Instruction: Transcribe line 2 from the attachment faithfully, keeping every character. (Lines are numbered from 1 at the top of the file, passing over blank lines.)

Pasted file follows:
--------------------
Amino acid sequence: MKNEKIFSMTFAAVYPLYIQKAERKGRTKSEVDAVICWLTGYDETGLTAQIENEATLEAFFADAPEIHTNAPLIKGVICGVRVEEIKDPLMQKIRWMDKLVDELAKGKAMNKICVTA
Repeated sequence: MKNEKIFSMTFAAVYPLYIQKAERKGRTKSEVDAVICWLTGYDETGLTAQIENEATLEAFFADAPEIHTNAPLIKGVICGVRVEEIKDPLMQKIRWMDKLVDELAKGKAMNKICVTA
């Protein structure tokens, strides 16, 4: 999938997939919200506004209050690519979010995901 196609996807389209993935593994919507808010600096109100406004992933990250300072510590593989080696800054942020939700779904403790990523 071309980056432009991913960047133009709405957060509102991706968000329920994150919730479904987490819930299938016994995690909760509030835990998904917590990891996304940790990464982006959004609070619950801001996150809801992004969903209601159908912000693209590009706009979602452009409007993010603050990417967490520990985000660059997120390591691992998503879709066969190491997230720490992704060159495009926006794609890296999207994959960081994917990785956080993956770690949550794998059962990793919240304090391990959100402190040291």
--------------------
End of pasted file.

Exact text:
Repeated sequence: MKNEKIFSMTFAAVYPLYIQKAERKGRTKSEVDAVICWLTGYDETGLTAQIENEATLEAFFADAPEIHTNAPLIKGVICGVRVEEIKDPLMQKIRWMDKLVDELAKGKAMNKICVTA